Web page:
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The following article appeared in the Idaho State Journal, July 6, 1973.


Seeing the World in Grains of Sand

by Glenn Ray Downing

In a wooded ravine among the bluffs overlooking the Mississippi River, one mile south of McGregor, Iowa, a stratus of St. Peter Sandstone is exposed.

It is almost pure silica, but there are small amounts of iron oxide that have been deposited which has produced more than forty delicate shades of color in bands and patches, giving the rock a beautiful variegated appearance. The colors range from pale pink to dark red, green, blue, brown, terra cotta, and white to black through intermediate grays. The place as long been known to visitors and those living in the McGregor vicinity as Pictured Rocks. Being a native Iowan, and living not far from McGregor, I had the opportunity to hike the Pictured Rocks region many times and to see these colored sands.

It was from this sandstone of the Pictured Rocks area with all its chromatic color range that a man by the name of Andrew Clemens obtained the materials for what was probably the most unusual work in sand the world as ever known -- his exquisitely fashioned sand bottles.

Andrew Clemens was born in Dubuque, Iowa on January 29, 1857. Left deaf and almost mute after an attack of "brain fever" at the age of five, Clemens was sent to the Iowa Institute for the Education of the Deaf at Council Bluffs and studied there for a number of years. When he went home to stay, Andrew set himself to his work of perfecting a sand bottle technique, and eventually over the years executed exquisite designs or pictures, resembling fine paintings, entirely from dry, loose sand.

The sand was poured into the bottles with a special tiny homemade scoop holding one-fourth of a teaspoonful of sand. This scoop was fastened to a slender hickory wand nine and one-quarter inches long. With one hand he controlled the colored sands inside the bottle with a curved tool; with the other hand he used a straight tool to measure the perspective on the outside of the bottle. He used four packers to press the grains of sand down tightly as he worked toward the mouth of the bottle. Since he used round-top bottles with the opening and stopper at the bottom, he had to do all of his intricate work upside down. The pictures or designs were held together in the bottle only by the pressure or the sand's own weight and the stopper of the bottle. No dyes, glue, or paste was used. A broken bottle meant instant destruction of the designs.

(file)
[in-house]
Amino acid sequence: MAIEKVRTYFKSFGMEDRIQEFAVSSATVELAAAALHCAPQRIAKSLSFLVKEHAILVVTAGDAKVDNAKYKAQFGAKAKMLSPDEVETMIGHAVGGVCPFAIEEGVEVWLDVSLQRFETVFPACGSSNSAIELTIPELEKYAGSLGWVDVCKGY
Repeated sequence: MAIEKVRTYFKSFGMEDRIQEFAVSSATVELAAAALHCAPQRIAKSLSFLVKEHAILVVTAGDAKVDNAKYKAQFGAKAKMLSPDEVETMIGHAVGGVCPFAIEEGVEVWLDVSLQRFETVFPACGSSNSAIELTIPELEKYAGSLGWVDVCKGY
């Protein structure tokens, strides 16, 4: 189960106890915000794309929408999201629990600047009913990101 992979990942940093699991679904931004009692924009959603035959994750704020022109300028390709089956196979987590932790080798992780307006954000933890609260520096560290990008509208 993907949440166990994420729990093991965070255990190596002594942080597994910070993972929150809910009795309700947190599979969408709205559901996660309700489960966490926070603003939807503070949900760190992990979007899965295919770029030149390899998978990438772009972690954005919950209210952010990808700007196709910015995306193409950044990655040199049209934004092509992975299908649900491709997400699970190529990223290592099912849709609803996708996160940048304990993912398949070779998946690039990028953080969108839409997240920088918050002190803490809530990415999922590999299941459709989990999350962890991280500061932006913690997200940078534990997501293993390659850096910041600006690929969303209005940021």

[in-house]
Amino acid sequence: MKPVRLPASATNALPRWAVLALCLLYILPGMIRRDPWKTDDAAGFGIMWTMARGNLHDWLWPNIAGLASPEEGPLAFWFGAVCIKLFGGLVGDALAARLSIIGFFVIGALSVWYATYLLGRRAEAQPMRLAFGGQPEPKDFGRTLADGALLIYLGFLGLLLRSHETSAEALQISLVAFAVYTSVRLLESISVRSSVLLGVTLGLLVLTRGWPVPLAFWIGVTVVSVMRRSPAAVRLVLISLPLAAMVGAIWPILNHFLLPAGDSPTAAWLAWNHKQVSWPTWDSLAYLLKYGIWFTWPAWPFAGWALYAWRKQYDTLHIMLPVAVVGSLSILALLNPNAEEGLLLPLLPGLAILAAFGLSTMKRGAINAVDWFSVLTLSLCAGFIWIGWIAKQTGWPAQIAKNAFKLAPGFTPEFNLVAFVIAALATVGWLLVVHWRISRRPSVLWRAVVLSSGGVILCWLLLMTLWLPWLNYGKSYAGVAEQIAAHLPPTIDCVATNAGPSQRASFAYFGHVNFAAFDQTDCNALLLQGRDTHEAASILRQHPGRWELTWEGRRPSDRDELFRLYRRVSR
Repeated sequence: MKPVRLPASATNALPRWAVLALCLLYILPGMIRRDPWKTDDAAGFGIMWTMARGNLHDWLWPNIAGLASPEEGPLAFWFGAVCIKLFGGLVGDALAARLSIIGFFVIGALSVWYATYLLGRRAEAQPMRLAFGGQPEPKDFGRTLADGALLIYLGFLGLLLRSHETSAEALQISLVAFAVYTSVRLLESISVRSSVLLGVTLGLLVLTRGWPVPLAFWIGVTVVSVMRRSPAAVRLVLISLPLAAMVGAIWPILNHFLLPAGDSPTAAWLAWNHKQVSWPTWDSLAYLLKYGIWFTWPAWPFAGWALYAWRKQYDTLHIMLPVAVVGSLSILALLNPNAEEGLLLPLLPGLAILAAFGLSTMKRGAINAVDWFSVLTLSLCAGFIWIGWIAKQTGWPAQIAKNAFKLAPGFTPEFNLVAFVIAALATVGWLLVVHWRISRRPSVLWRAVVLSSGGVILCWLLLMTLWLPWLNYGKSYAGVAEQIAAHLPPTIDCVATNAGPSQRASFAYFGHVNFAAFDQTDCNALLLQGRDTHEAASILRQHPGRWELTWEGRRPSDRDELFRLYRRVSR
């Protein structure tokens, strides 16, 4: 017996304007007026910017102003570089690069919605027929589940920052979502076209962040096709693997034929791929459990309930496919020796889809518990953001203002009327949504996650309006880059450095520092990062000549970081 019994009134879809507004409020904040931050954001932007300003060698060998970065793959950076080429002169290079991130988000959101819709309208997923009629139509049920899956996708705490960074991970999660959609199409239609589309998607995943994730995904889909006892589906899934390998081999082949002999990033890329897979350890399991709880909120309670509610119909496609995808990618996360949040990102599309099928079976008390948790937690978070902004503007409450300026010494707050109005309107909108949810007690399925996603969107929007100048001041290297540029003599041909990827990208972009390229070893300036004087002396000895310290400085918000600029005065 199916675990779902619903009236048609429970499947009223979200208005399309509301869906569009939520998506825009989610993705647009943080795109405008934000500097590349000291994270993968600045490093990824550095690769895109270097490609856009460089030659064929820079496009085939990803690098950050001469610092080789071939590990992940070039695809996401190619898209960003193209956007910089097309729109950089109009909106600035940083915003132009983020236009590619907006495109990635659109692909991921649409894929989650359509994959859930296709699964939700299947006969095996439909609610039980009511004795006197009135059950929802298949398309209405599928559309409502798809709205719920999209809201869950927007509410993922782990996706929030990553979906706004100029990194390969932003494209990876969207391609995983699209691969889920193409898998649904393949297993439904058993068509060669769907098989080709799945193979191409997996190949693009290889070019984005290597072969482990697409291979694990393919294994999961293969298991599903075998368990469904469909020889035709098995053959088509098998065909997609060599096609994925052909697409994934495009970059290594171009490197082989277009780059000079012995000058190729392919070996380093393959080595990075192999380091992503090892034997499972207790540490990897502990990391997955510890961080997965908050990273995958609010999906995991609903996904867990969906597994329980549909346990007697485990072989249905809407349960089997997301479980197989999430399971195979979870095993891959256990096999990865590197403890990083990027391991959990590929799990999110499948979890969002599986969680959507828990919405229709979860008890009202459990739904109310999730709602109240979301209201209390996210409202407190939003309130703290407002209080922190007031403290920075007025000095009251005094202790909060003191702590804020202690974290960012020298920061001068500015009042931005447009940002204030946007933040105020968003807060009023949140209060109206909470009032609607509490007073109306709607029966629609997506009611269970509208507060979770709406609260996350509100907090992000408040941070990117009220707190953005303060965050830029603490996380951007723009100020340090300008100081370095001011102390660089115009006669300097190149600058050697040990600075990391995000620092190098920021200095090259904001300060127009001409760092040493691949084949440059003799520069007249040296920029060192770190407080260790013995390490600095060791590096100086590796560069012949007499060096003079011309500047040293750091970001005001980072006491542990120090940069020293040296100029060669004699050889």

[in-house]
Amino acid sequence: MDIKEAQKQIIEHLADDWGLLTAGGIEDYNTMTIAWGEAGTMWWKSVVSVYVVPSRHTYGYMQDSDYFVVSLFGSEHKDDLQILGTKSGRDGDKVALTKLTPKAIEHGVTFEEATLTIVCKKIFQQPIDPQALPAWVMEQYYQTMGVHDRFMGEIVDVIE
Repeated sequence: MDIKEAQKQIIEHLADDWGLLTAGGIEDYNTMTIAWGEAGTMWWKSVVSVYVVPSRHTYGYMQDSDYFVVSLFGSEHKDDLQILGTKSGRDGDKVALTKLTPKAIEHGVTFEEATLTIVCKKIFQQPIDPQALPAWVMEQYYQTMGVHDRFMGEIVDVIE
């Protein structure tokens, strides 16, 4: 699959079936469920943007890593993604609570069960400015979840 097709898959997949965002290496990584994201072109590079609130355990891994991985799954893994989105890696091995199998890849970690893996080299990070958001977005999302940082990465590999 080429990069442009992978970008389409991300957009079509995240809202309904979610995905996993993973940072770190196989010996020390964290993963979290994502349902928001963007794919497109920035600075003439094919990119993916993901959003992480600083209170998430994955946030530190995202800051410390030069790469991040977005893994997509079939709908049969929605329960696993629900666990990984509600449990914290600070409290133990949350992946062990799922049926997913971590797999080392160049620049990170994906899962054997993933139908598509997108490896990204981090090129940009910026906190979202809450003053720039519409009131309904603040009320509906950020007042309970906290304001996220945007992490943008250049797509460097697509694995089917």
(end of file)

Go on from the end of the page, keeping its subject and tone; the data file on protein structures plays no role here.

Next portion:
Clemens' reputation grew and visitors from England and Germany came to watch him at work, and bought bottles to take home. Orders commenced to arrive from Europe. His prices at that time were incredibly low, only a fraction of the value placed on his work today. A large bottle containing a miniature of a Mississippi River steamboat, bouquets, and bearing the owner's name, was priced at six or eight dollars. Clemens wrote to his brother in January, 1889: "My price for a pint bottle with a locomotive and 3 cars is $5.00." Yet some of these bottles took a year to complete.

Recognition came to Clemens, but not commensurate with his talent. "McGregor has an artist nowhere equaled in this world in his line of artistic work" wrote the editor of the North Iowa Times on July 5, 1888. Clemens died in 1894.

Clemens probably produced hundreds of his exquisite sand bottles during his lifetime. Only a few are known to exist today. The one pictured here is in the collection of the Iowa State Department of History and Archives in Des Moines. The photograph was loaned through the courtesy of Miss Vicki Jones, circulation manager of the "Annals of Iowa", a historical quarterly at the Historical Building, Des Moines.

Having tramped the Pictured Rocks area where Andrew Clemens collected his colored sands, and having stood in awe in front of one of his exquisitely designed bottles, I have a profound appreciation for the great artistic work of this unusual man. His whole world was centered in grains of sand, one of the commonest of natural materials around us.


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